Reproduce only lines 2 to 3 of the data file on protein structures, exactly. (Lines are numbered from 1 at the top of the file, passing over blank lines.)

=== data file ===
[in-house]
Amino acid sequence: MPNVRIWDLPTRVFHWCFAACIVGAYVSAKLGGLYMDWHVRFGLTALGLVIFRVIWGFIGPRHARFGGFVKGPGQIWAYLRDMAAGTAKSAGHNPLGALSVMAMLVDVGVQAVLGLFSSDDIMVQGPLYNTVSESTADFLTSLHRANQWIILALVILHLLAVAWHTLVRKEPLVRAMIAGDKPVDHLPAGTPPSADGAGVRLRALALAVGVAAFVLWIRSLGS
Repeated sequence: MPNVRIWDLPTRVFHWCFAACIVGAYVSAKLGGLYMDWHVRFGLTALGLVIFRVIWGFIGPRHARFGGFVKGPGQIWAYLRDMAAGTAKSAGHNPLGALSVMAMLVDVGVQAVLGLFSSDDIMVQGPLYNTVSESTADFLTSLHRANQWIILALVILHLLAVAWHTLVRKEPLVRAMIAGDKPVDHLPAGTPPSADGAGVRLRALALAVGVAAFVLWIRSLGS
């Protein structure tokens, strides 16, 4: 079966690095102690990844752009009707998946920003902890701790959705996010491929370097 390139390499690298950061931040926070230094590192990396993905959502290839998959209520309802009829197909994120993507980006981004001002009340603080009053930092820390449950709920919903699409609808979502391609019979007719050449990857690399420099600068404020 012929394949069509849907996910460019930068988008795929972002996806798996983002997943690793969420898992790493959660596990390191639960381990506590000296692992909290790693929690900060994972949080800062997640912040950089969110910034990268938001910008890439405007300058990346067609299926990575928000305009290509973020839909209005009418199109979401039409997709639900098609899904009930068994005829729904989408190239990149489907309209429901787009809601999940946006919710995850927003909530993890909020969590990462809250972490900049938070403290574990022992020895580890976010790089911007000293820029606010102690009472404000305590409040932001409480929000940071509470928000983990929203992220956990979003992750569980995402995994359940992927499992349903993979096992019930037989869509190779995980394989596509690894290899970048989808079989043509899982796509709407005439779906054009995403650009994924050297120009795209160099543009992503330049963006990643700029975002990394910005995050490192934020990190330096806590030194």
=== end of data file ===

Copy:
Amino acid sequence: MPNVRIWDLPTRVFHWCFAACIVGAYVSAKLGGLYMDWHVRFGLTALGLVIFRVIWGFIGPRHARFGGFVKGPGQIWAYLRDMAAGTAKSAGHNPLGALSVMAMLVDVGVQAVLGLFSSDDIMVQGPLYNTVSESTADFLTSLHRANQWIILALVILHLLAVAWHTLVRKEPLVRAMIAGDKPVDHLPAGTPPSADGAGVRLRALALAVGVAAFVLWIRSLGS
Repeated sequence: MPNVRIWDLPTRVFHWCFAACIVGAYVSAKLGGLYMDWHVRFGLTALGLVIFRVIWGFIGPRHARFGGFVKGPGQIWAYLRDMAAGTAKSAGHNPLGALSVMAMLVDVGVQAVLGLFSSDDIMVQGPLYNTVSESTADFLTSLHRANQWIILALVILHLLAVAWHTLVRKEPLVRAMIAGDKPVDHLPAGTPPSADGAGVRLRALALAVGVAAFVLWIRSLGS